The Yorba Linda City Council, at least three of whom have had ethics violation complaints filed against them, discussed the possibility this week of limiting an ethics ordinance they say is flawed.
Council members on Tuesday night during their regular public meeting said legal costs for investigating alleged violations have gotten out of hand because of the way Measure Y, Yorba Linda’s 2010 voter-approved ethics ordinance, is written.
At least seven complaints have been filed in the four years since the ordinance was approved, including five since January. Legal costs for the last eight months total more than $90,000.
There are no public reports on what, if anything, any of the investigations discovered.
“All of us consider ourselves fiscally conservative up here, yet when it comes to those investigations, we throw our conservative credentials to the wind and say it doesn’t matter – but it does matter,” Mayor Pro-Tem Eugene Hernandez said. “It’s getting out of control.”
According to the ordinance, any complaint filed with the City Attorney’s office must be sent to both the Orange County District Attorney and independent legal counsel, with no questions asked.
City council members want any investigation that costs more than $5,000 and lasts longer than 30 days to get city council authorization before it can move forward.
Hernandez said special interest groups are abusing the ordinance and that many of the allegations are “frivolous” and do not warrant investigation.
Hernandez would not provide examples of those allegations, citing privacy concerns. Some cases are still being litigated, he said, but contended that in his two years on the council, no complaints filed under Measure Y have resulted in legitimate ethics violations.
Resident Earl Carbone filed two complaints early this year against Hernandez and Mayor Craig Young. Carbone is part of the political action group Yorba Linda Residents for Responsible Representation or YLRRR, which spearheaded a recall campaign this year against Young and Councilman Tom Lindsey. A special recall election is scheduled for Oct. 7.
Additionally, Ed Rakochy, the spokesperson for YLRRR filed a complaint Jan. 7 against Young for calling an “ad hoc meeting at City Hall on Dec. 10 to discuss issues and set policy regarding the Landscape Maintenance Assessment District,” according to the letter of complaint.
The current ethics law prohibits closed door committee meetings.
“It’s clear to me that the ethics ordinance is now being used as a political weapon and not as a deterrent to bad behavior,” said Hernandez, whose own investigation has cost taxpayers more than $30,000.
Hernandez was accused of accepting campaign contributions in excess of $500 from city contractors including Care Ambulance Services and Republic Services.
The ordinance prohibits council members from accepting contributions from city contractors. Hernandez subsequently returned the funds.
After six months of investigation, Hernandez was exonerated, he said.
Young and Lindsey, both on the Oct. 7 recall ballot, have been accused of accepting campaign support from housing developers who are in negotiations with the city for a controversial high-density apartment complex in the Yorba Linda lakebed.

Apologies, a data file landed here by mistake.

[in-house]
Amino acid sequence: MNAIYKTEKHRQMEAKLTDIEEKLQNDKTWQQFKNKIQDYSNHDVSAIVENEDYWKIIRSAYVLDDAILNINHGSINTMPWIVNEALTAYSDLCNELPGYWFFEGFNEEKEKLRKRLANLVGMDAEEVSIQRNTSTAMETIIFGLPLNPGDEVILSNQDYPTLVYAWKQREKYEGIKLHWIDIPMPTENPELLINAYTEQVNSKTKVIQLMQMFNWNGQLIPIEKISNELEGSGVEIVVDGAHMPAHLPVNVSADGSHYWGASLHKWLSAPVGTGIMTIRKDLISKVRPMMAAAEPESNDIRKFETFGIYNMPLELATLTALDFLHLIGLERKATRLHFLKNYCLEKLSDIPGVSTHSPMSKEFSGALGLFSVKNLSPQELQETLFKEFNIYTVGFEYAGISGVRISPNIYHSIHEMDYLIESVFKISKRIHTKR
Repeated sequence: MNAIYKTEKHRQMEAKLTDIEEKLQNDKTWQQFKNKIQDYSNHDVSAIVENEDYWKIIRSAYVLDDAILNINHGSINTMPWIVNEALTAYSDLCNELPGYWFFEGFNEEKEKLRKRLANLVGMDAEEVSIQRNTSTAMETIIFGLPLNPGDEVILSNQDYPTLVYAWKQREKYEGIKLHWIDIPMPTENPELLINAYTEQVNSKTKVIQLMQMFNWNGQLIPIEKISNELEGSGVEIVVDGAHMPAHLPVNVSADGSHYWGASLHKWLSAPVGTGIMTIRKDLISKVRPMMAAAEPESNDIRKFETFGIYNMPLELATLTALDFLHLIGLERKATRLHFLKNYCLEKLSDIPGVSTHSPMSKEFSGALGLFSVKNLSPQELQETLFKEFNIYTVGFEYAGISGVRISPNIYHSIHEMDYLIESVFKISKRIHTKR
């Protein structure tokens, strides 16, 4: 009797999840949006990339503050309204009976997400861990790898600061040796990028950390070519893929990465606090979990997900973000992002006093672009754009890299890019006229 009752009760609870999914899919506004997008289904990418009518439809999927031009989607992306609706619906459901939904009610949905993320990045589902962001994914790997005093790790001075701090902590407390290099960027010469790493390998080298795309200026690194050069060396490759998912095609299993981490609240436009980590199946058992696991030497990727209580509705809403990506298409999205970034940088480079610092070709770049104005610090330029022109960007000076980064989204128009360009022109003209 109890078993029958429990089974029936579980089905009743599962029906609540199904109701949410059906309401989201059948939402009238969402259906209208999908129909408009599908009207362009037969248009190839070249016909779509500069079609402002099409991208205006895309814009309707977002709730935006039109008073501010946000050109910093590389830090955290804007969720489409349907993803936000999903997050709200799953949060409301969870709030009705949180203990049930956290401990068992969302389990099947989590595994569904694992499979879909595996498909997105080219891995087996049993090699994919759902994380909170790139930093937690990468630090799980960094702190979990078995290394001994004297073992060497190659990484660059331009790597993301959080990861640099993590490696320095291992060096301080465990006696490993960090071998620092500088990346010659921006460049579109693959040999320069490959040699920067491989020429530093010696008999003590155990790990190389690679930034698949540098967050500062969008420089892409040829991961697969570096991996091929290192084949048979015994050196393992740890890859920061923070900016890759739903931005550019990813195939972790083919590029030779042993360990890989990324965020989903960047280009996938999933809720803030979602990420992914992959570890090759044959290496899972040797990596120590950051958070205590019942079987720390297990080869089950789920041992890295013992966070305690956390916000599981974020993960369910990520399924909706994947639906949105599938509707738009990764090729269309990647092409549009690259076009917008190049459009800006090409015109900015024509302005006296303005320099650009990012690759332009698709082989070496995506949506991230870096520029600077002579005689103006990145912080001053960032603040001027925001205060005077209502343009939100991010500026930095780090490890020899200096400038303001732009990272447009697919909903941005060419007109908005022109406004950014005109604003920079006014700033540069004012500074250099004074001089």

Young wants to bill the legal costs to the residents who file complaints, but City Attorney Todd Litfin said that possibility is unlikely.
“Can we charge the people making the complaint? I’d love to stick somebody else with the bill, but until then, it will be on the taxpayers,” Young said.
The recent upswing in alleged ethics violations has at least 14 legal firms clamoring for city contracts to handle the workload, Lindsey said. “I think that makes us a laughingstock,” he added.
Still, some council members expressed reservations about regulating the amount of money spent.
“I don’t think the city should be determining that cap. It’s a conflict of interest,” said Councilman Mark Schwing, adding that a council where the majority is named in an ethics complaint could use the $5,000 cap as a way to block investigations.
The lack of detail in the proposed streamlined regulations raised concerns for others, who wanted a more comprehensive proposal.
“In a separate ordinance, we could … say that an agent also cannot contribute to a council member either before or after a vote,” said City Councilman John Anderson.
In May, Young and Lindsey received indirect campaign support from a man who had dealings with the city.
Flyers paid for by a group calling itself the Southern California Coalition of Businesses and Taxpayers or SCCBT praising Young and Lindsey’s “conservative leadership” were circulated throughout the city in response to the recall efforts, according to campaign disclosure statements.
SCCBT received $13,000 from Beverly Hills-based El-Yorba Linda in April. Afshin Etebar, listed as an agent for the company, is the owner of ETCO Homes, the developer of a controversial high-density apartment complex planned in the Yorba Linda lakebed. That’s the project that sparked the recall campaign against Young and Lindsey, who supported the project.
Because voters passed the ethics ordinance, amending it requires voter-approval. But council members can create regulations for how it works, as long as the regulations don’t detract or diminish the original measure, Litfin said.
“The city council cannot change its substantive requirements, but it is authorized to implement policy goals, so that’s something within the council’s purview,” Litfin said.
The council will take up the issue again at their next meeting Aug. 19.